They are the largely faceless members of the international motorsport community. The stewards – often called ‘blazers’, though that out-moded item of dress was long superseded by white shirts and blue slacks – hold a status and level of responsibility that exceeds that of even race directors, chief marshals or chief scrutineers, whether in Formula 1, WEC, WRC or lower categories.
In the same vein, armies of marshals, without whose thankless volunteer efforts no events could be organised, usually officiate trackside or huddle in forests in all weather. These can be likened to linesmen in other sports: reacting to instructions from chief/post marshals, and flagging breaches but doing so without executive authority.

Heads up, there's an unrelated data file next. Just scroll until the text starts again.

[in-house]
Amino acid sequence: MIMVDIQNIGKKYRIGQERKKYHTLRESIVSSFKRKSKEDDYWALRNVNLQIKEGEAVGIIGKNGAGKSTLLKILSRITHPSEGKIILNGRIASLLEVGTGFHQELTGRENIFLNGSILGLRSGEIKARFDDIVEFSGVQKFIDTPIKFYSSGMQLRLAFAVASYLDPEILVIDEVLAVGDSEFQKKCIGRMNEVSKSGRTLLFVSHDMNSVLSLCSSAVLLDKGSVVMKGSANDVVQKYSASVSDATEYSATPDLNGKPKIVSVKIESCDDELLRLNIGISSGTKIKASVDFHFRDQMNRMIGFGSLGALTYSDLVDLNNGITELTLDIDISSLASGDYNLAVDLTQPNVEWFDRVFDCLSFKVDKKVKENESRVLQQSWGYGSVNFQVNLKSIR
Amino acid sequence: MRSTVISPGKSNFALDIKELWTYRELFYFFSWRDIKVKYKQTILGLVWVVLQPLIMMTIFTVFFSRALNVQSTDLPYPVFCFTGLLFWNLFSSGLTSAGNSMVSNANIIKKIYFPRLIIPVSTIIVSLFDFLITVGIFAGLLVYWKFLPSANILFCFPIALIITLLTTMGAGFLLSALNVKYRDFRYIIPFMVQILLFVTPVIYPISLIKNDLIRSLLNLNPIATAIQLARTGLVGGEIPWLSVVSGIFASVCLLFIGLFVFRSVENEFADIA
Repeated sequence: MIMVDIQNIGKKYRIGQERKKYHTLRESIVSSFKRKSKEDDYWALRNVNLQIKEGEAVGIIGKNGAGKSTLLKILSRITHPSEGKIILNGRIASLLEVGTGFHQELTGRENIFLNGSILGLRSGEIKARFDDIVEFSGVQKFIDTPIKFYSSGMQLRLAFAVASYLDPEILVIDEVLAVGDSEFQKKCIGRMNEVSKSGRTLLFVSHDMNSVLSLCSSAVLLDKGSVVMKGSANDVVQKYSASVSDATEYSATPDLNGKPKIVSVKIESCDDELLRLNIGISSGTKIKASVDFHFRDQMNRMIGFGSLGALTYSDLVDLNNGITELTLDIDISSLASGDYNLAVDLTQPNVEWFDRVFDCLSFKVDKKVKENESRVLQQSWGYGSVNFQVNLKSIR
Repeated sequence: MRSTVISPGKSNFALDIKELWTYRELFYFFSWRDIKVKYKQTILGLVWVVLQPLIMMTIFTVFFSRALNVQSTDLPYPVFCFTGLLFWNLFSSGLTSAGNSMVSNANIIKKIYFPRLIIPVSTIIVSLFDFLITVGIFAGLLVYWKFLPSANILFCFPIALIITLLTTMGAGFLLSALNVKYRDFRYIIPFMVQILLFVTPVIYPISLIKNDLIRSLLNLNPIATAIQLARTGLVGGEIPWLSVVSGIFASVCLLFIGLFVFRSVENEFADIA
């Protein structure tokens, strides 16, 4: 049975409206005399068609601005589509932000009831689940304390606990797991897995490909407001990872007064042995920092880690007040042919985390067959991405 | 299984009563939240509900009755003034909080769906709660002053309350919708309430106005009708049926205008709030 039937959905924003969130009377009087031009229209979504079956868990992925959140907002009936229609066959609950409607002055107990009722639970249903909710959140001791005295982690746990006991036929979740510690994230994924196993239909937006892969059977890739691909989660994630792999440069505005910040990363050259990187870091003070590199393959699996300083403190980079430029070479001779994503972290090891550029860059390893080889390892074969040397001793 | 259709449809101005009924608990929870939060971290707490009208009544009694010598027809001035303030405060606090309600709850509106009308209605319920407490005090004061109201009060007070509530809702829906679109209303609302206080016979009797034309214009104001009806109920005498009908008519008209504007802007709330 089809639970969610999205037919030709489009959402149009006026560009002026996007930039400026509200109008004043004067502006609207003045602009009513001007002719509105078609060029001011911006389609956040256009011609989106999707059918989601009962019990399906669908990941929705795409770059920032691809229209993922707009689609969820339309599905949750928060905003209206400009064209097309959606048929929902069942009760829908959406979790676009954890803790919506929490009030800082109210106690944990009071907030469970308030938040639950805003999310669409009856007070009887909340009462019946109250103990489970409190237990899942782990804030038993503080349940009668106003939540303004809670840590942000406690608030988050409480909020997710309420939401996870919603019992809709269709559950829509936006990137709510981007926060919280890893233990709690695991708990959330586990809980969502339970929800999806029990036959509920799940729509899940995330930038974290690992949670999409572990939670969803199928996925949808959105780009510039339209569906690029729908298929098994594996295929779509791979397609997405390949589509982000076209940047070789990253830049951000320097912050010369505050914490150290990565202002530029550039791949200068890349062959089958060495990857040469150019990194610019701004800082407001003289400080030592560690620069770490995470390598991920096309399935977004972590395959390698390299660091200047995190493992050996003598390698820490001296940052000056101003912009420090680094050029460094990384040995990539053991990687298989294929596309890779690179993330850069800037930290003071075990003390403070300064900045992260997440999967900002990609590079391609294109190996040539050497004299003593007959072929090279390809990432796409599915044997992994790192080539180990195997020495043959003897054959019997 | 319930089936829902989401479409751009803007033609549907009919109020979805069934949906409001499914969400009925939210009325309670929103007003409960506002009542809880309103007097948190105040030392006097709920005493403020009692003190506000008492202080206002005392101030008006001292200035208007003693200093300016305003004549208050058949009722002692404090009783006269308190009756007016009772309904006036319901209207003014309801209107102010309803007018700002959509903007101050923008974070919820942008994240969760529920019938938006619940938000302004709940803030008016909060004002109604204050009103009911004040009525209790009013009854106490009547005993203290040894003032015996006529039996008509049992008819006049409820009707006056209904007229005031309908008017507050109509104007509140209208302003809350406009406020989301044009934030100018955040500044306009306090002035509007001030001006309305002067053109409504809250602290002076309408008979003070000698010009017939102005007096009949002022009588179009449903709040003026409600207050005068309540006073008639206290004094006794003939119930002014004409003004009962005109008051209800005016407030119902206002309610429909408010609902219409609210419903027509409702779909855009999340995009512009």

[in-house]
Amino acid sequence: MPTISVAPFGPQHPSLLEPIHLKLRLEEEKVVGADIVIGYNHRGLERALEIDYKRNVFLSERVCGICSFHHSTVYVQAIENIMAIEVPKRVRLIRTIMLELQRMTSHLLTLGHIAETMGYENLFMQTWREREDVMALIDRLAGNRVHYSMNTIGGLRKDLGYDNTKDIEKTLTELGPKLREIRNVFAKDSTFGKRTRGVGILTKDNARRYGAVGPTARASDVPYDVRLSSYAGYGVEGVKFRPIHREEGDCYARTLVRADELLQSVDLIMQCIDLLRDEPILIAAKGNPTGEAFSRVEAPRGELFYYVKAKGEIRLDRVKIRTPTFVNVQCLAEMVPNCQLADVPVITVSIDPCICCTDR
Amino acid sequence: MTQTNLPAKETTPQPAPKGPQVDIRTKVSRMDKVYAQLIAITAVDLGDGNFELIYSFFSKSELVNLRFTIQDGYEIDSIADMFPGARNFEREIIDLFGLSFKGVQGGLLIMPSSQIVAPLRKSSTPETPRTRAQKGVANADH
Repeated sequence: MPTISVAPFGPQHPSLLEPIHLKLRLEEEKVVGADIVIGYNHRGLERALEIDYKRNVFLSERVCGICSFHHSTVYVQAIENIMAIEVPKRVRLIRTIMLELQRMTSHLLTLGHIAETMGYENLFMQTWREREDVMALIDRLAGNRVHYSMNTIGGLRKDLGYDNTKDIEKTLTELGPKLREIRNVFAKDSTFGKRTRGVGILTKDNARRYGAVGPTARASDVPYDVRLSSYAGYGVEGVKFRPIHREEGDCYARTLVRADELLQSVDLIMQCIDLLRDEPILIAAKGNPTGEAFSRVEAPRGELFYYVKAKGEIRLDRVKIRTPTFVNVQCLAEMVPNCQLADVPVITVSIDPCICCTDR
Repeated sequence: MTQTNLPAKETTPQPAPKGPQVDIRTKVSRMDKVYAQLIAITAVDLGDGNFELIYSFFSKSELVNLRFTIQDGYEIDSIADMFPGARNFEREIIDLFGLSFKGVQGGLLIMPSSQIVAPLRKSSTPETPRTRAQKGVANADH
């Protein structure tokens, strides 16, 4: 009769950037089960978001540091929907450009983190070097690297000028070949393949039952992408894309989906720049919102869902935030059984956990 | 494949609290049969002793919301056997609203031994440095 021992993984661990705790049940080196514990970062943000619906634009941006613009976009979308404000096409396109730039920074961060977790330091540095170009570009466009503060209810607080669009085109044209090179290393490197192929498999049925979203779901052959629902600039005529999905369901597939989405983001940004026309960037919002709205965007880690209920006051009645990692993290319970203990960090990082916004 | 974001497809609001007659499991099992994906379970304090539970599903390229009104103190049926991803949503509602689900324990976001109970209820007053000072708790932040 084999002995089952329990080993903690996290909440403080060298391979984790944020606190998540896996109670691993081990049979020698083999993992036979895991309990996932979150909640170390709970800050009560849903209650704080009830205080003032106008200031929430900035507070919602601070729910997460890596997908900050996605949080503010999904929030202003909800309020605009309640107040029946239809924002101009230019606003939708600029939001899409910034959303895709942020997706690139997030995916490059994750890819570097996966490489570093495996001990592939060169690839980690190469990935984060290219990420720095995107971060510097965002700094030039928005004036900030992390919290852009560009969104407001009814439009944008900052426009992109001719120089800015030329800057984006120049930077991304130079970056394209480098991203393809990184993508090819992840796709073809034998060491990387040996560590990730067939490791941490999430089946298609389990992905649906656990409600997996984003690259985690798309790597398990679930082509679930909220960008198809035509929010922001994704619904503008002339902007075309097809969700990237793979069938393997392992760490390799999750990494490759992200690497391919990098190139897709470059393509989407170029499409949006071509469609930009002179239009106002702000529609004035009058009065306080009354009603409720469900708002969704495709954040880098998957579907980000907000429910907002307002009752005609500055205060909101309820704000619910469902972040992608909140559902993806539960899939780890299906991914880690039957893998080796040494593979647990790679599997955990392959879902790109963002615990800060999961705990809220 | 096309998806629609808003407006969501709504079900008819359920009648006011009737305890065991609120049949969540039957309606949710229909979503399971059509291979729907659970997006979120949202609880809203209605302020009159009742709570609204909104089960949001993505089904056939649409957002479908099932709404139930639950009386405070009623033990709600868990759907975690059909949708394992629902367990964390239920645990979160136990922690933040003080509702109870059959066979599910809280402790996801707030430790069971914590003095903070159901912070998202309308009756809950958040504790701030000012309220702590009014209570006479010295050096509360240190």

There was a time when all you needed to be a steward was years of experience at race director (or similar) level plus an extensive list of contacts in whichever series. But back then F1’s regulations covered just a few sheets of paper, with most prescriptions being optional.
Today the International Sporting Code runs to 90 pages. The technical and sporting regulations add another 182. The new financial regulations due for introduction next year will add another 41 pages to the rule book. Clearly, a network of ‘blazers’ plus a year or three in the Formula Ford paddock would not suffice for 21st century stewarding.
The role of stewards has evolved over the years particularly after some high-profile incidents, such as the notorious call at the 1998 British Grand Prix which allowed Michael Schumacher to take a penalty in the pit lane after winning the race. These and other controversial and sometimes title-deciding incidents put stewards under scrutiny.